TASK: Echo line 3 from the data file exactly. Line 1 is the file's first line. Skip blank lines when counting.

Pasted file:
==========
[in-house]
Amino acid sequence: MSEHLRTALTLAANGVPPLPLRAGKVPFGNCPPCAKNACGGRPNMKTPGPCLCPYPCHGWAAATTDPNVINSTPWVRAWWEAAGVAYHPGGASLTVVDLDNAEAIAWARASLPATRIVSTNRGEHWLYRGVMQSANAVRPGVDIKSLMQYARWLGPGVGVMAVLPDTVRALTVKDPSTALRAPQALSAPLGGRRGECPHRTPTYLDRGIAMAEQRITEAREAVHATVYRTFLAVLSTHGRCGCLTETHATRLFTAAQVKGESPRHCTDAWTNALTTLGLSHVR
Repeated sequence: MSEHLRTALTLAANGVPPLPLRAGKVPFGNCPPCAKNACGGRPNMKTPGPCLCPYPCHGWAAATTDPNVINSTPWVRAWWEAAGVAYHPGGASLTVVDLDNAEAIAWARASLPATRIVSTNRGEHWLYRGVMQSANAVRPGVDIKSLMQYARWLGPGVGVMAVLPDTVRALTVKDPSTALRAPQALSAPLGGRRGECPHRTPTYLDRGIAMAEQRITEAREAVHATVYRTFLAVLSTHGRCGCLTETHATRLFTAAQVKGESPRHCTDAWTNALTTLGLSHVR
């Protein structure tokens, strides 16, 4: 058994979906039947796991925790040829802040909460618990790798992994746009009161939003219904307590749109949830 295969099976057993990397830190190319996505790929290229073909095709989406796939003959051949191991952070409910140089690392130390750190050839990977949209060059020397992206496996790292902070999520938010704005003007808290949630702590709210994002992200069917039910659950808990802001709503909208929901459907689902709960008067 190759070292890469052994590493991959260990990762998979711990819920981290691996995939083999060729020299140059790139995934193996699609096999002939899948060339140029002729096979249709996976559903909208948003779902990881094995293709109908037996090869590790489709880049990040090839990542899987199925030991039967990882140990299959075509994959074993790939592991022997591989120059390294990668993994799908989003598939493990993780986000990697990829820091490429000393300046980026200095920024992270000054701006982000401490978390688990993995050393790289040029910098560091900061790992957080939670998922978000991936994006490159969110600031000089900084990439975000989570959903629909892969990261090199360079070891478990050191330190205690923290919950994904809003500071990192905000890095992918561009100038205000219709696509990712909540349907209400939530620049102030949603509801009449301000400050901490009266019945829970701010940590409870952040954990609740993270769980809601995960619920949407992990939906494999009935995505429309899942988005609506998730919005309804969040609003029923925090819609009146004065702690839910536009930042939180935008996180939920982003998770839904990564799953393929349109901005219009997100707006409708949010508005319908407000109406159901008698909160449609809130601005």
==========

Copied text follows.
Repeated sequence: MSEHLRTALTLAANGVPPLPLRAGKVPFGNCPPCAKNACGGRPNMKTPGPCLCPYPCHGWAAATTDPNVINSTPWVRAWWEAAGVAYHPGGASLTVVDLDNAEAIAWARASLPATRIVSTNRGEHWLYRGVMQSANAVRPGVDIKSLMQYARWLGPGVGVMAVLPDTVRALTVKDPSTALRAPQALSAPLGGRRGECPHRTPTYLDRGIAMAEQRITEAREAVHATVYRTFLAVLSTHGRCGCLTETHATRLFTAAQVKGESPRHCTDAWTNALTTLGLSHVR